winding road

Improv 2020

Has anyone else been feeling the weight of fatigue lately?

Have you asked yourself, perhaps a bit judgmentally, why am I so exhausted? As if there’s no good reason?

Yes, we set the clocks back, the seasons are changing, there’s reverberations from an unprecedented election, a global pandemic has completely and abruptly altered our daily routines, civil unrest is at a high…hold on. Can we just stop and acknowledge that all of the above, and more, have been happening simultaneously for almost a year now with little end in sight?

Three years ago, I joined the West Hartford Toastmasters Club to practice and overcome my fear of public speaking. Even though it’s been three years, I still have a physical reaction to the improv portion of our meeting. Here’s how it works: Each meeting has a Topics Master role. The Topics Master calls upon an individual and challenges them to speak for 1-2 minutes on a topic they disclose after the individual agrees to the challenge. The atmosphere is supportive; designed as a safe place to practice, fall down, and start over. Yet, it feels so risky every time!

The 15 seconds when the Topics Master is deciding who they will call upon is the longest 15 seconds of the meeting. I’m amazed as I observe the way my heart races, my stomach drops, and I avoid eye contact while doing my best to appear distracted (all of this happens whether or not they even call on me). But, when I am called upon, the physical experience is amplified as I anticipate the topic and how I will come up with a response on the spot. When it’s over, it’s as if I’ve completed an advanced obstacle course! I’m completely worn out, dazed, and dehydrated. Preparing and delivering a 5-7 minute planned speech is not easy, but energetically it feels light in comparison to those moments when I have no idea what to expect.

May I suggest that 2020 has been an extended improvisation?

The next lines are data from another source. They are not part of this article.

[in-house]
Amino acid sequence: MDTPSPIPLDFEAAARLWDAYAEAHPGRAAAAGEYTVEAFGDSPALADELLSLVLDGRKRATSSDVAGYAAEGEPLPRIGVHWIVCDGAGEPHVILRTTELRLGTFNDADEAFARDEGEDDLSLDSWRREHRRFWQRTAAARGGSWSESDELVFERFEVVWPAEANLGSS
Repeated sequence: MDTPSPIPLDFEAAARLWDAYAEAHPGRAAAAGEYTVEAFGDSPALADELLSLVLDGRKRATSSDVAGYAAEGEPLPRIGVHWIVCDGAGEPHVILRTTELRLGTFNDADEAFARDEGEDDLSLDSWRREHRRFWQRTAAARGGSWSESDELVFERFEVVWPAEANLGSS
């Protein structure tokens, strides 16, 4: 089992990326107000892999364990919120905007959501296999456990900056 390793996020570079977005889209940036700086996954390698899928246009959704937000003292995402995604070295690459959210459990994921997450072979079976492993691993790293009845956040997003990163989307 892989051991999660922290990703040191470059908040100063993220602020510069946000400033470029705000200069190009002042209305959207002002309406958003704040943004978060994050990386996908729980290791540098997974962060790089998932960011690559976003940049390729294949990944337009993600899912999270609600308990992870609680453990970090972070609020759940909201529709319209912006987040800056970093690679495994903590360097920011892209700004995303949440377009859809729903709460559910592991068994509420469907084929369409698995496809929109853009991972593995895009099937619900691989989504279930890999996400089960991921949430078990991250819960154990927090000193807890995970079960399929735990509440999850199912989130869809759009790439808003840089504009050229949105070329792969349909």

We have all been improv-ing. In any given season, there is a relationship between the known and the unknown, the expected and unexpected; relationships are shaken, our health is compromised, we may lose our job. Usually, there is stability in one or two areas of our lives that anchor us during times of chaos and disruption.

This year, everything that could be shaken has been. From being forced to confront ourselves in quarantine to facing numerous horrors affecting our families, friends, professions, and nation. We have been shaken to our core. Being resilient as we are, most of us began survival gymnastics: reacting spontaneously, processing new information on the fly, inventing solutions to the unknown, bracing ourselves, falling, reassessing, stumbling, reimagining, all as we go…improv.

Similar to a bootcamp training experience, I believe we are ultimately growing stronger. 

But, right now, it’s only natural that most of us are just feeling sore. So, if you feel fatigued, remember we’ve been exercising new muscles on demand while treading unknown waters, and that requires tapping into energy reserves we didn’t know existed. The best trainers will agree that recovery is a critical component to a sustainable, healthy lifestyle.

The next time you question why in the world you feel exhausted, flip that critique into grace and applaud your perseverance.


  1. Dave Fearon on December 19, 2020 at 11:56 AM

    I like this payoff. If we are pooped but still here pumping our mental legs, we are doing well. In this kind if he’ll. I suspect lots of people have not persisted. How can we go back and find them? What can we do when we do?

    • Rebekah Castagno on December 21, 2020 at 1:34 PM

      That’s a valid point. I’ll speak to where I’m at with what I think you are asking. When my cup is full, I try to lean in and pour out to give of what I have. When my cup is empty, I not only fight my pride to ask for help, but I try to receive graciously, without judgment. There are seasons of giving more, seasons of receiving more, and often it’s a blend of both. Reciprocity is at work when we are willing to unconditionally give and receive. Often the giver receives just as much, if not more, than the recipient.
      I see that I must pay attention to better recognize when I am full, so that I may reach out and pour out, as well as when I am nearing empty, so that I may invite support before I am completely dry. This may be as simple as calling someone who is experiencing fear or anxiety when I’m at peace. Or, recognizing that I’m feeling fearful and calling someone to talk and share honestly about where I’m at. It’s a journey and I’m learning every day. Thanks for your insights Dave.

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